“We are thrilled to embark on this collaboration with the Los Angeles County Museum of Art and Qatar Museums which fundamentally reconsiders the possibilities for institutional cooperation. Yuz Museum aims to create a window into China’s contemporary culture for the world and this new partnership aligns with that mission in allowing YUZ to engage audiences in Los Angeles and Doha,” said Budi Tek, founder and chairman of Yuz Museum. “The exchange LACMA, QM and YUZ are forging together through shared exhibitions and programs will support our endeavor to serve the people of China by bringing culturally significant works from across the world to Shanghai.”
“Los Angeles, Shanghai, and Doha are three centers of contemporary art. LACMA is excited to collaborate with Yuz Museum and Qatar Museums to introduce a varied and spectacular set of exhibitions in Shanghai and Doha. Together, we are experimenting with new and innovative ways to share the collections and programs from LACMA, YUZ, and Qatar Museums with a larger global audience,” said Michael Govan, LACMA CEO and Wallis Annenberg Director. “In the last decade, LACMA has placed tremendous emphasis on growing its Chinese art exhibitions, acquisitions, publications, and educational programming, and we look forward to continuing to engage people with Chinese art and culture on an international scale. We further look forward to an expanded partnership with Qatar Museums, with whom we have been collaborating on exhibition exchange since 2012. Qatar is a very exciting place for the arts right now, with rapidly expanding museum infrastructure, collections, expertise, and audiences.”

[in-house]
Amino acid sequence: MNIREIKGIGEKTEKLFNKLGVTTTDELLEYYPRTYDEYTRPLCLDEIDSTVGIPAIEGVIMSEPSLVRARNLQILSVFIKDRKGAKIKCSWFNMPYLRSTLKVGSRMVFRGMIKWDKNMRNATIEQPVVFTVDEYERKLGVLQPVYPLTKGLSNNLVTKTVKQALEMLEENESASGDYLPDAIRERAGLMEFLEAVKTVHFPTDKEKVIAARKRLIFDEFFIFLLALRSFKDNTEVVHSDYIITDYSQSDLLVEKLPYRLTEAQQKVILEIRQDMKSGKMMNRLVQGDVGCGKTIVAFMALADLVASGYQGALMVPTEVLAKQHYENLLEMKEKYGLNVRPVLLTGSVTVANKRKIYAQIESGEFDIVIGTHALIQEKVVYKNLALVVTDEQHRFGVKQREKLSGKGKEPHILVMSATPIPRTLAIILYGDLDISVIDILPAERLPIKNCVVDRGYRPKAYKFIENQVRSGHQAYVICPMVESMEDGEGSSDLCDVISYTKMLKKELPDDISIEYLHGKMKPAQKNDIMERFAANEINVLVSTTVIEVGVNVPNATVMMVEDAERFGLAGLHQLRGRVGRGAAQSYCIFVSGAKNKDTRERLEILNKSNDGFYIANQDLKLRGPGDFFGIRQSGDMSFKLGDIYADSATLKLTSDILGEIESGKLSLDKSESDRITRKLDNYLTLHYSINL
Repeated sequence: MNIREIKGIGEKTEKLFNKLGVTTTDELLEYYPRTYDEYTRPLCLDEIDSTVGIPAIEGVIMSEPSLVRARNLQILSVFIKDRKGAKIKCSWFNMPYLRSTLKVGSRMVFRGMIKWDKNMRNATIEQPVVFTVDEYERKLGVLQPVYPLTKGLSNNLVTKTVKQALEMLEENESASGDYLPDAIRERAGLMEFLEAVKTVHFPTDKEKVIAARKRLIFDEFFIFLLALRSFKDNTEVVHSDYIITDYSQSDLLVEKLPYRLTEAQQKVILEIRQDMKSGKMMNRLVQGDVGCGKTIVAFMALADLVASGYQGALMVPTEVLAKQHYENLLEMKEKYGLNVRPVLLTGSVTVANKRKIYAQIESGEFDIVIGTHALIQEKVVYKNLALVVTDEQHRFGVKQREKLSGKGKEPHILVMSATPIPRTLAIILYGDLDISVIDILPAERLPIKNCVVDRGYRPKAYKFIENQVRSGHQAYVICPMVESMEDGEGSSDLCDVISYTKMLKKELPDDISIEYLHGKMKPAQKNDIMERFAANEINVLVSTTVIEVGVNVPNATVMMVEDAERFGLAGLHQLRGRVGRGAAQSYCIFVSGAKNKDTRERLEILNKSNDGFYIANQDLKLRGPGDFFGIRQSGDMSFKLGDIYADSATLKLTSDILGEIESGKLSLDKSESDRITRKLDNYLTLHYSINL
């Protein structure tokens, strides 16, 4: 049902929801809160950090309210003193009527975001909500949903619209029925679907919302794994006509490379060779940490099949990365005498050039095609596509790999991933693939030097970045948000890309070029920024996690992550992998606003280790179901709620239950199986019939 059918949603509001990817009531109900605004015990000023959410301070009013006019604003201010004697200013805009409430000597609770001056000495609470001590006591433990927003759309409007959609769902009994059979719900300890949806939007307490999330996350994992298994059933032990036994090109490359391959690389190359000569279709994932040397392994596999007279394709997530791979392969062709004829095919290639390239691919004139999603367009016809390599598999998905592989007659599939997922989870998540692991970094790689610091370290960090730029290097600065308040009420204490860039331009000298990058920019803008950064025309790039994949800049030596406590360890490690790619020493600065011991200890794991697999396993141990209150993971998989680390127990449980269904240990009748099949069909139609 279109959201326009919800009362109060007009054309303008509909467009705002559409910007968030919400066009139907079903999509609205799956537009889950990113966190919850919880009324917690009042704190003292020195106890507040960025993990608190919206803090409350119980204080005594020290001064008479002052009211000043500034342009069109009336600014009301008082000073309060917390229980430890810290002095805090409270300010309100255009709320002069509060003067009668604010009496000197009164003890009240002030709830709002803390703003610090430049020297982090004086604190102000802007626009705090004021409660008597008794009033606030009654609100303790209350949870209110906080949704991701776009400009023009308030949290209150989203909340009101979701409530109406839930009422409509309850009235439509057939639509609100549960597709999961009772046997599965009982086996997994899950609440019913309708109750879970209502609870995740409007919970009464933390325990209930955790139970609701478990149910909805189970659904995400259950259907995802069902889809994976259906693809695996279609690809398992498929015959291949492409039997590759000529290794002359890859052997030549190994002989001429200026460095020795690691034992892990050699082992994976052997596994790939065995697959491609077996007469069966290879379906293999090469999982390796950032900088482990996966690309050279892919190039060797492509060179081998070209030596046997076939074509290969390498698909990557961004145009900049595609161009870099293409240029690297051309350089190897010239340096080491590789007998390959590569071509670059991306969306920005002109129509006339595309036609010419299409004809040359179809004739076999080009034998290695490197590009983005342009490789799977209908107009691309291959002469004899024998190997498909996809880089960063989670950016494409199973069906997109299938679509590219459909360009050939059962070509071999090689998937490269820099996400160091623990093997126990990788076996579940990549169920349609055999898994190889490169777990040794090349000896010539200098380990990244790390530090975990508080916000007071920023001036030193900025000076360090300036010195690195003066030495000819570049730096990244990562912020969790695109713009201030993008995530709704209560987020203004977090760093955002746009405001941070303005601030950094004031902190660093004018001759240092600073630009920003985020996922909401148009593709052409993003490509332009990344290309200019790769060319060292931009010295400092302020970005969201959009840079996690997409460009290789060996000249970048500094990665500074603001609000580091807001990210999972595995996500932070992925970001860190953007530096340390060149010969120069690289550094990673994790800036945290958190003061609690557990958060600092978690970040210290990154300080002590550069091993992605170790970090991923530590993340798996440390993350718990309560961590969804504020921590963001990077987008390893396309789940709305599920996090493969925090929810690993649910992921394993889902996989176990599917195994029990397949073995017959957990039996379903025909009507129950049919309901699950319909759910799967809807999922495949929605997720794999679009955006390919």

Sheikha Al Mayassa Bint Hamad Bin Khalifa Al-Thani, Chair of Qatar Museums, said, “At Qatar Museums, we always look inward and outward at the same time—inward to the next generation of creators and cultural audiences within our country, and outward to artists and audiences throughout the world. This collaboration with Yuz Museum and LACMA advances both aspects of our mission, while enabling us to add substantially to the programs of both these distinguished partner institutions. Thanks to this agreement, we can now look forward to sharing ideas, insights, and creative visions from Doha with the public in Shanghai and Los Angeles, and to bringing extraordinary new experiences to our diverse and deeply engaged public in Qatar.”